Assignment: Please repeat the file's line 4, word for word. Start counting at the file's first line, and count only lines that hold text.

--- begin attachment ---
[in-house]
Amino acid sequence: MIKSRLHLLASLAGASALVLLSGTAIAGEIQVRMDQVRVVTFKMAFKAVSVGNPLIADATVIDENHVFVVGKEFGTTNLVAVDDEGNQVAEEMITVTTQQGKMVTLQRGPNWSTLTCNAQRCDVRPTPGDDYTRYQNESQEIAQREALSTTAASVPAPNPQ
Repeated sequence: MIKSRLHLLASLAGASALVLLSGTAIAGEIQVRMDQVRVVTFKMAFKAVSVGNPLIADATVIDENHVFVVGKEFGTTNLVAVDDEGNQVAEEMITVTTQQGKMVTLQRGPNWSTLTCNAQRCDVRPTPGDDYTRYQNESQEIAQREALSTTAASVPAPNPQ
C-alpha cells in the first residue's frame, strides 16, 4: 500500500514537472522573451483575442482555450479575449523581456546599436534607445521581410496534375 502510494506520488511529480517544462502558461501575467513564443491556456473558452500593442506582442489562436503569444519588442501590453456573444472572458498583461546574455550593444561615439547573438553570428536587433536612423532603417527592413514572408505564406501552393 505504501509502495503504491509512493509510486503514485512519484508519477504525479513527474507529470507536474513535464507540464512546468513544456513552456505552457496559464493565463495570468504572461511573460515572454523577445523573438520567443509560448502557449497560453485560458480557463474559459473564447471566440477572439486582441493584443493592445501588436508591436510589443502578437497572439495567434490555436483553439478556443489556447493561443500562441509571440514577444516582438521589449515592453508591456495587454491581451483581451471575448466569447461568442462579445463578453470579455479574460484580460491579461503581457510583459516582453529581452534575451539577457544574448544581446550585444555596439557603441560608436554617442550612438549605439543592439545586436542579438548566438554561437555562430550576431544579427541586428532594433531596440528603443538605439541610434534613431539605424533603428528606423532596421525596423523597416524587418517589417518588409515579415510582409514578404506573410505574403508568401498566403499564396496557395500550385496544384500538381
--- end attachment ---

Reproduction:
C-alpha cells in the first residue's frame, strides 16, 4: 500500500514537472522573451483575442482555450479575449523581456546599436534607445521581410496534375 502510494506520488511529480517544462502558461501575467513564443491556456473558452500593442506582442489562436503569444519588442501590453456573444472572458498583461546574455550593444561615439547573438553570428536587433536612423532603417527592413514572408505564406501552393 505504501509502495503504491509512493509510486503514485512519484508519477504525479513527474507529470507536474513535464507540464512546468513544456513552456505552457496559464493565463495570468504572461511573460515572454523577445523573438520567443509560448502557449497560453485560458480557463474559459473564447471566440477572439486582441493584443493592445501588436508591436510589443502578437497572439495567434490555436483553439478556443489556447493561443500562441509571440514577444516582438521589449515592453508591456495587454491581451483581451471575448466569447461568442462579445463578453470579455479574460484580460491579461503581457510583459516582453529581452534575451539577457544574448544581446550585444555596439557603441560608436554617442550612438549605439543592439545586436542579438548566438554561437555562430550576431544579427541586428532594433531596440528603443538605439541610434534613431539605424533603428528606423532596421525596423523597416524587418517589417518588409515579415510582409514578404506573410505574403508568401498566403499564396496557395500550385496544384500538381